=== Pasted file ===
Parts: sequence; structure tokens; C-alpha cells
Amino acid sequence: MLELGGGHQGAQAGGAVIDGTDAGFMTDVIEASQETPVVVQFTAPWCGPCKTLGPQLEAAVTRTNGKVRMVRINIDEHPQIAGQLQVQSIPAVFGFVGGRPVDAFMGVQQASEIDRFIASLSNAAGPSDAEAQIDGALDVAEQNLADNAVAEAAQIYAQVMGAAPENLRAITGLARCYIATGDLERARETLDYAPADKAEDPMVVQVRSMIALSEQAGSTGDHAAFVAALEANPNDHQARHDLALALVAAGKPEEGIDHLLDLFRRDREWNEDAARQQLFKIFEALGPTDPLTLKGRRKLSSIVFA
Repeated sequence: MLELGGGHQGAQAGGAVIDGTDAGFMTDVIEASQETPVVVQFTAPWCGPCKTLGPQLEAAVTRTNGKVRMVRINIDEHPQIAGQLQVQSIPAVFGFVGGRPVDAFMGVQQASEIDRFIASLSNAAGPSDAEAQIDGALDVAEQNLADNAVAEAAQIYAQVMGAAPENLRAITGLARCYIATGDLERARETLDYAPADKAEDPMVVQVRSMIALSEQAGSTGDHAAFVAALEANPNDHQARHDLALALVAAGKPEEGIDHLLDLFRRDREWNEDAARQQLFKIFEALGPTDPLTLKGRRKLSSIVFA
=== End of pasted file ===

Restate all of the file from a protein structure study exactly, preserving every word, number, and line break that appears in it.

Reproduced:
Parts: sequence; structure tokens; C-alpha cells
Amino acid sequence: MLELGGGHQGAQAGGAVIDGTDAGFMTDVIEASQETPVVVQFTAPWCGPCKTLGPQLEAAVTRTNGKVRMVRINIDEHPQIAGQLQVQSIPAVFGFVGGRPVDAFMGVQQASEIDRFIASLSNAAGPSDAEAQIDGALDVAEQNLADNAVAEAAQIYAQVMGAAPENLRAITGLARCYIATGDLERARETLDYAPADKAEDPMVVQVRSMIALSEQAGSTGDHAAFVAALEANPNDHQARHDLALALVAAGKPEEGIDHLLDLFRRDREWNEDAARQQLFKIFEALGPTDPLTLKGRRKLSSIVFA
Repeated sequence: MLELGGGHQGAQAGGAVIDGTDAGFMTDVIEASQETPVVVQFTAPWCGPCKTLGPQLEAAVTRTNGKVRMVRINIDEHPQIAGQLQVQSIPAVFGFVGGRPVDAFMGVQQASEIDRFIASLSNAAGPSDAEAQIDGALDVAEQNLADNAVAEAAQIYAQVMGAAPENLRAITGLARCYIATGDLERARETLDYAPADKAEDPMVVQVRSMIALSEQAGSTGDHAAFVAALEANPNDHQARHDLALALVAAGKPEEGIDHLLDLFRRDREWNEDAARQQLFKIFEALGPTDPLTLKGRRKLSSIVFA